Many who have cruised to Alaska are familiar with Seward as either the embarkation or disembarkation point for most seven-night Alaska cruises that sail to or from Vancouver. If you fly in or out of Alaska, you board a bus for transfer to Seward from the Anchorage airport. Sadly, many tourists pass through Seward, without stopping. If you are taking an Alaska cruise, I urge you to spend a day in Seward either before or after your cruise. If you don’t stop to see what this city has to offer, you are really missing the boat!
Seward is located on the shores of Resurrection Bay, on the east coast of the Kenai Peninsula, approximately 125 miles south of Anchorage, at the foot of 3,000-foot-plus tall Mount Marathon. It offers many recreational opportunities and the bay teams with sea life. It is also the gateway to Kenai Fjords National Park. Resurrection Bay got its name from Alexander Baranof who found shelter there from a storm on the Russian Sunday of the Resurrection in 1791. Seward, of course, was named for William Seward who helped arrange the purchase of the Alaska Territory from Russia in 1867.
Surveyors for the Alaska railroad, which needed an ice-free port to serve as an ocean terminus, officially founded Seward in 1903. The Alaska Railroad facilitated travel between Seward and Fairbanks in the 1920s. You can walk past millionaires’ row to see houses built around 1905 by bankers and railroad officials. Before then, prospectors passed through in the late 1880s on the way to find gold in Hope, Alaska. The Iditarod Trail was used by sled dog teams to transport goods and supplies to towns in the interior and as far as the gold rush town of Nome.
The Good Friday Earthquake did not spare Seward in 1964. The quake caused tidal waves and fires, destroying much of the town. The Resurrection Bay Historical Museum features photos of the earthquake, as well as artifacts from the Russian era, and Seward’s role in the Iditarod Trail.
Today the Seward Highway between Anchorage and Seward and the corresponding railroad route, are considered to be some of the most scenic routes in the state. Some of the activities in and around Seward are: birding, charter fishing, full or half-day whale watching cruises on Resurrection Bay, flight seeing, hiking, kayaking, river rafting, sled dog kennel tours and rides.
One of the main attractions is the Alaska Sea Life Center, where you can see marine wildlife at a leisurely pace. The center is the only facility in the world dedicated to the study of northern marine wildlife. Its construction was funded in part by the Exxon Valdez oil spill settlement. Many programs cover public education, rehabilitation, and conservation for marine life and sea birds. The center is open daily summer and winter, and has several “touch tanks” for getting up close and personal with marine wildlife.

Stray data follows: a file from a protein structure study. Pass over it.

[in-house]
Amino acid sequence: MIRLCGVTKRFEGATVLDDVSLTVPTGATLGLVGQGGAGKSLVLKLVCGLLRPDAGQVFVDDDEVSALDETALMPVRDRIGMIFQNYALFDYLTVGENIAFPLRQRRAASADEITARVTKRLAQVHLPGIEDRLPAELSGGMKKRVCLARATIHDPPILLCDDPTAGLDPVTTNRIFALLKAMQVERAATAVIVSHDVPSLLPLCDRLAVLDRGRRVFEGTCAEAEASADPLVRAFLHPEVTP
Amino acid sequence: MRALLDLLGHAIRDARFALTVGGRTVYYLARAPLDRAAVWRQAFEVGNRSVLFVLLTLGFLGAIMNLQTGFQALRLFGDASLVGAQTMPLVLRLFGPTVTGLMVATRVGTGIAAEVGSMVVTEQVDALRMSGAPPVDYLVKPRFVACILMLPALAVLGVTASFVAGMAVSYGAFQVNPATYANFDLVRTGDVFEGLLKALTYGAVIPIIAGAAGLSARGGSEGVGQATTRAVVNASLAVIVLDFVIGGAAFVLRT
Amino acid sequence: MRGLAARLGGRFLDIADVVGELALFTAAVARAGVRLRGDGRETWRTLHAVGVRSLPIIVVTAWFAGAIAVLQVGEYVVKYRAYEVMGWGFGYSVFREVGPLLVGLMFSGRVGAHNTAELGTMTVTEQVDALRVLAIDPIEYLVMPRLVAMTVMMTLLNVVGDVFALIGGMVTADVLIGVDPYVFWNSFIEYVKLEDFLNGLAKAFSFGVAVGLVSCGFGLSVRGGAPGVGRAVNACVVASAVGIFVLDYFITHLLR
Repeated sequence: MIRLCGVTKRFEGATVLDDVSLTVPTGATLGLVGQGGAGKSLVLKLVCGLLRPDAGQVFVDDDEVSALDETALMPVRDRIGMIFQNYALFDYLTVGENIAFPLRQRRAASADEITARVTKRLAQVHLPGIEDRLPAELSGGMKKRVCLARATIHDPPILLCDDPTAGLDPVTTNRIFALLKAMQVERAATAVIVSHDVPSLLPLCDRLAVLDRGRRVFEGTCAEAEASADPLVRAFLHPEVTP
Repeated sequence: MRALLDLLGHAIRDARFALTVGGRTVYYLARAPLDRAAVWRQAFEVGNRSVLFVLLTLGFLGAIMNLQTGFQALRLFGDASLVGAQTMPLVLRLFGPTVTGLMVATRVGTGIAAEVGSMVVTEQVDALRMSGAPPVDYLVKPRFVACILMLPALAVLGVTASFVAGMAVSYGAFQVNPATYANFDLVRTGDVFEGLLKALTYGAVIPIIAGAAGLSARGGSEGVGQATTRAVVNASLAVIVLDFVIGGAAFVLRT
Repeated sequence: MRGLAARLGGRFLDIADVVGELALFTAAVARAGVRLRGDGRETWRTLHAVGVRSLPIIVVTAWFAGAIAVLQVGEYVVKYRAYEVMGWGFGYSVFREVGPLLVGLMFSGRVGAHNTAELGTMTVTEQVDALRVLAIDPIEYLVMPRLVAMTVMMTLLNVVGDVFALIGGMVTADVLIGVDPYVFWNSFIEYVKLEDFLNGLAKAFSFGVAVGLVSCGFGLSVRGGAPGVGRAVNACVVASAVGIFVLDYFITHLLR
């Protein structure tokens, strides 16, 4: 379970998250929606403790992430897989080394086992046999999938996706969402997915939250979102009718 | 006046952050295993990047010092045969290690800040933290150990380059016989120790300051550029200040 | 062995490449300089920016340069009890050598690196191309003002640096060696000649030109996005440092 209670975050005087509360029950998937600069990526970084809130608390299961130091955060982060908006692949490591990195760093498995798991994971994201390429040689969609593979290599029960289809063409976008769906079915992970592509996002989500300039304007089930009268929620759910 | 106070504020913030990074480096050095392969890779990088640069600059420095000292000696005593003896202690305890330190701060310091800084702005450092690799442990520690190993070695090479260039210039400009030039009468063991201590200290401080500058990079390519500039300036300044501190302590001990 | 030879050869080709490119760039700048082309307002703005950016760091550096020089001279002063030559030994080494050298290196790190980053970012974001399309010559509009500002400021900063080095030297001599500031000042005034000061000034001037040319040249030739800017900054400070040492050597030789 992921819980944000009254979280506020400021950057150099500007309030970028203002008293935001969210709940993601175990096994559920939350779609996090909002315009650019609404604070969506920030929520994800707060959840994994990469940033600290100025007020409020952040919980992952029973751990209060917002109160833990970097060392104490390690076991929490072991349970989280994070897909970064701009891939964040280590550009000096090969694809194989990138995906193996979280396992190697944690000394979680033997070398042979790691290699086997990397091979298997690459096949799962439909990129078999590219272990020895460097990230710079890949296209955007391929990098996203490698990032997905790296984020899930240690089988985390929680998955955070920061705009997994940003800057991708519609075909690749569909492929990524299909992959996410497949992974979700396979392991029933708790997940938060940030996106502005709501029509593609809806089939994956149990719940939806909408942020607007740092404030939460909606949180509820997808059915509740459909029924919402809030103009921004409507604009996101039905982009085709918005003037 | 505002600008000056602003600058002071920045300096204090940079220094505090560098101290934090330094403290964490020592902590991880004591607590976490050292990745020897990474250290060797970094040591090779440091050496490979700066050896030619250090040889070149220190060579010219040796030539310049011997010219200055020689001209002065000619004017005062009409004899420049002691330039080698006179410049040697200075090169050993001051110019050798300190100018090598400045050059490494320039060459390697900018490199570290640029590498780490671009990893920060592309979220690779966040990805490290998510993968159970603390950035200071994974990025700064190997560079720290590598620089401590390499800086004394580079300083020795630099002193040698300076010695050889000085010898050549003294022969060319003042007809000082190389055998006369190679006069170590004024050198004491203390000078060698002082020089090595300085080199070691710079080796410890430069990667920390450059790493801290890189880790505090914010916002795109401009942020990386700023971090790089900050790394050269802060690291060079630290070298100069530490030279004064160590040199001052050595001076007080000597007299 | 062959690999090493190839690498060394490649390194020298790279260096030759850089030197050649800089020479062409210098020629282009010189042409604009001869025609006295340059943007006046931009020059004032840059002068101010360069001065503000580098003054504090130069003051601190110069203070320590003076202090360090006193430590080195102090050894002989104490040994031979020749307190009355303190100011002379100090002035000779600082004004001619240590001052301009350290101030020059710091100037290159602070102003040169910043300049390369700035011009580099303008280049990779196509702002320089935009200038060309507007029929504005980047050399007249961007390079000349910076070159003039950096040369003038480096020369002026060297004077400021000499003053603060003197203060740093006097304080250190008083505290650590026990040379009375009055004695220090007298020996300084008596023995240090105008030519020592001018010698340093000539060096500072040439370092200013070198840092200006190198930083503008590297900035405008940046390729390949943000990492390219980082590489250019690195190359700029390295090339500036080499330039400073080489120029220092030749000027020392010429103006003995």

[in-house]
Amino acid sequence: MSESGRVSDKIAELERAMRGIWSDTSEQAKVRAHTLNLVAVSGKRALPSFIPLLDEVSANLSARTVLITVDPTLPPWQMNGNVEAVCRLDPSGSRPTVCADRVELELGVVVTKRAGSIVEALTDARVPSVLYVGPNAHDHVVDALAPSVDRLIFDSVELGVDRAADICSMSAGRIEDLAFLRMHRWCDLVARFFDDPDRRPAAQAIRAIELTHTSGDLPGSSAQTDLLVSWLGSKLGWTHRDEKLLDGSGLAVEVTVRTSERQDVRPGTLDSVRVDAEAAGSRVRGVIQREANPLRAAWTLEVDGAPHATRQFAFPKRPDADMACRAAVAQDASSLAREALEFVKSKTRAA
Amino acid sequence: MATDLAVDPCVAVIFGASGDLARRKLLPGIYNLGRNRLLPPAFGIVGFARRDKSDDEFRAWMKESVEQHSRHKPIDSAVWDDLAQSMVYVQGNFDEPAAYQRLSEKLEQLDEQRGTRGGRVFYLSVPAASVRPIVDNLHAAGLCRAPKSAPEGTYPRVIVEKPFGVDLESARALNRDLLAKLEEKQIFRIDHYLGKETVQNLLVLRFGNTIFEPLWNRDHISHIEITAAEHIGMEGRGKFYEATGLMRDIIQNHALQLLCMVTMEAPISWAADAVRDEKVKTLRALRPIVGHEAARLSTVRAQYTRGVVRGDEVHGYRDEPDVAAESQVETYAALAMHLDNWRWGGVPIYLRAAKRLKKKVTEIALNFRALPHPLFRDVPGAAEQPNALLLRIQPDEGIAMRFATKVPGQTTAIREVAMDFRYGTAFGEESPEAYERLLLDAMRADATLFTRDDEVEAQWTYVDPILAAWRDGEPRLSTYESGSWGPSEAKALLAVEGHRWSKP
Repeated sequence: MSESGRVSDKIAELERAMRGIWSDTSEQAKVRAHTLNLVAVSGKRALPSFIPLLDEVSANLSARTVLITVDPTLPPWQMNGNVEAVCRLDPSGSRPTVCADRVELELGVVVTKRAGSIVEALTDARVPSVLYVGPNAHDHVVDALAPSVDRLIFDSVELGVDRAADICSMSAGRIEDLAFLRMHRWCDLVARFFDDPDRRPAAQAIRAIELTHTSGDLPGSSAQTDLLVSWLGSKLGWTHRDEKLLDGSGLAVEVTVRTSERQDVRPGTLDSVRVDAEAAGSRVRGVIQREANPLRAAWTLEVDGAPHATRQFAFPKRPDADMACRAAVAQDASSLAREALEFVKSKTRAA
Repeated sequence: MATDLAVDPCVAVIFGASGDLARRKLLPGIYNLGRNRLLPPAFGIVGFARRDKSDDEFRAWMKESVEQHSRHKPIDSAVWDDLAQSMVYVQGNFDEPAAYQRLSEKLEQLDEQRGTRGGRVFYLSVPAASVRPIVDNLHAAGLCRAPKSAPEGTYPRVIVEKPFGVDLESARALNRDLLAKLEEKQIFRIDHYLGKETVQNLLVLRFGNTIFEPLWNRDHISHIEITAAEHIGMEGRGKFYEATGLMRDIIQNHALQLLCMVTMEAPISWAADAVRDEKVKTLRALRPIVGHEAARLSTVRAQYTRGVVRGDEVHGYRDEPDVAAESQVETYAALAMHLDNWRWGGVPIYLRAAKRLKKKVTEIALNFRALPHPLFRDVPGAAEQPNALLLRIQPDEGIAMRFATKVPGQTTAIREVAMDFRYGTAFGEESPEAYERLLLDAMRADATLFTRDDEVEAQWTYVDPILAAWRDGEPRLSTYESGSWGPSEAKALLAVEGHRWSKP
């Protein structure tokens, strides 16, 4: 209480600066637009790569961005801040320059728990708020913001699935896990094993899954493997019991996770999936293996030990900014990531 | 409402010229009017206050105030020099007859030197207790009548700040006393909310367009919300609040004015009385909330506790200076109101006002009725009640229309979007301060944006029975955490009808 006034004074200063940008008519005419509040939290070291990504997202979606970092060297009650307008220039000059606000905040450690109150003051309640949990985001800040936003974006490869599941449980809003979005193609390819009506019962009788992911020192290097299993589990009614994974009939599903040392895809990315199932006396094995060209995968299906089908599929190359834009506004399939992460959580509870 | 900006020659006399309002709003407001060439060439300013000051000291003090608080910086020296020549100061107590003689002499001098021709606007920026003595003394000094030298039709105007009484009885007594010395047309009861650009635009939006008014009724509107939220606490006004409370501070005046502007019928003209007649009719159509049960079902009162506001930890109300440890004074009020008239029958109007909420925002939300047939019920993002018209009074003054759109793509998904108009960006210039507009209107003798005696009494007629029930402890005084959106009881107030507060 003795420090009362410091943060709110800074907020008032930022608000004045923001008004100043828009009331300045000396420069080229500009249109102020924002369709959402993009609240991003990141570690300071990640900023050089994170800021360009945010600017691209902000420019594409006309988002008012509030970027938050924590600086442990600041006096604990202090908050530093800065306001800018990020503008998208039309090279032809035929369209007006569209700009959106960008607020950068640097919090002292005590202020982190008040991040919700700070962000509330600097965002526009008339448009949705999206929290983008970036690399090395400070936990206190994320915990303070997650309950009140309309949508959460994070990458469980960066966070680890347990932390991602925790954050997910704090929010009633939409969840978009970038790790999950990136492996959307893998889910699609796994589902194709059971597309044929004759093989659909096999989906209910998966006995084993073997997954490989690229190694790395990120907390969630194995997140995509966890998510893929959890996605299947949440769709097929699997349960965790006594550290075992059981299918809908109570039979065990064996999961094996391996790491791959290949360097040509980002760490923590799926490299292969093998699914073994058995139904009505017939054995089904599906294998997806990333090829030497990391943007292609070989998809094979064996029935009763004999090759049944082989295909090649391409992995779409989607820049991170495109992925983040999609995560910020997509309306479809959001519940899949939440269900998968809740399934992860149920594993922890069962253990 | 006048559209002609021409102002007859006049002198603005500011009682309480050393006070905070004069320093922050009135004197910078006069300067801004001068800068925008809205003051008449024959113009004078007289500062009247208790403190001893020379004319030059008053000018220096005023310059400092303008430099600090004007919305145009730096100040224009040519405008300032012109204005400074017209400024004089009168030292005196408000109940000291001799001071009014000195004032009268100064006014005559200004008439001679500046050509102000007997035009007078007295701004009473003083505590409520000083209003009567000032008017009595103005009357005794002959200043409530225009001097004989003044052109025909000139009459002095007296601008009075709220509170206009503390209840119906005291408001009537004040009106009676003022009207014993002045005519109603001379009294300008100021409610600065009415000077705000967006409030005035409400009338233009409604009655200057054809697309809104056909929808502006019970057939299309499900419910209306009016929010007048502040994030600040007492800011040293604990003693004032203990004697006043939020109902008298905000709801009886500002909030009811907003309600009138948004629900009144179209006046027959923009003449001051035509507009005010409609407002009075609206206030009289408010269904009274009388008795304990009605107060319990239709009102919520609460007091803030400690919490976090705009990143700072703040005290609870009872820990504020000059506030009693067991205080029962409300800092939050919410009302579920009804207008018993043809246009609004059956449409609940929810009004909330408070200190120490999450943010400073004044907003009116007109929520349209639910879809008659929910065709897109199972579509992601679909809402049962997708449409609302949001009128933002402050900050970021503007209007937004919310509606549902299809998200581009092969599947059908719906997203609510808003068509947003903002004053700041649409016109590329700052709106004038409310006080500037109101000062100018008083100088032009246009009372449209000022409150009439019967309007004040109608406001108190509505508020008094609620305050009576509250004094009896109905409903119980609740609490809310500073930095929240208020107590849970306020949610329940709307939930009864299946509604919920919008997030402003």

Kenai Fjords National Park covers approximately 1,700 square miles, and includes the Harding Ice Field. At 300 square miles, it is one of the largest ice fields in the U.S. Harding Ice Field is the source of 38 glaciers, of which Bear Glacier is the largest. The national park includes mountain fjords, tidewater glaciers, and of course, wildlife. Bears and sheep can be seen on land, and the rocky coast provides haul outs for Stellar sea lions. Rookeries for sea birds abound, including puffins, bald eagles, gulls, murres, kittiwakes, oystercatchers and cormorants. The waters teem with sea otters, porpoise, orcas, humpbacks, salmon and halibut. Cruises in the national park range from five to 10 hours, and some are accompanied by park rangers.
One part of the Kenai Fjords National Park can be reached by road. Exit Glacier is 8 miles north of Seward, and is a retreating glacier and you can actually hike to its face. Signs along the way testify to the reach that the glacier once had. There are several trails to choose from, a 1/2-mile, a 1-mile, and a challenging 7.7-mile with steep elevation. This is bear country. The trails are thick with salmonberry bushes, a favorite with bears. Kenai Fjords is home to both black and brown bears, although the black bears are much more common — and supposedly more timid. Both species will avoid human contact, unless they are protecting their cubs or a kill. Take precautions, and above all, do not feed the bears. They will lose their fear of humans as they seek more food handouts. Eventually people who are protecting themselves or their property will shoot them. As the park service says, “A fed bear is a dead bear.”
Alaska cruises, cruise tours and guided or independent land tours are all available from Cruise Port Travel. Some bargain prices still can be had for 2010 vacations. Our office is at 900 W. Driftwood Dr. in Payson, (928) 472-7878 or check out our Web site www.travelpayson.com. Previous Alaska articles can be read in the “blog spot.”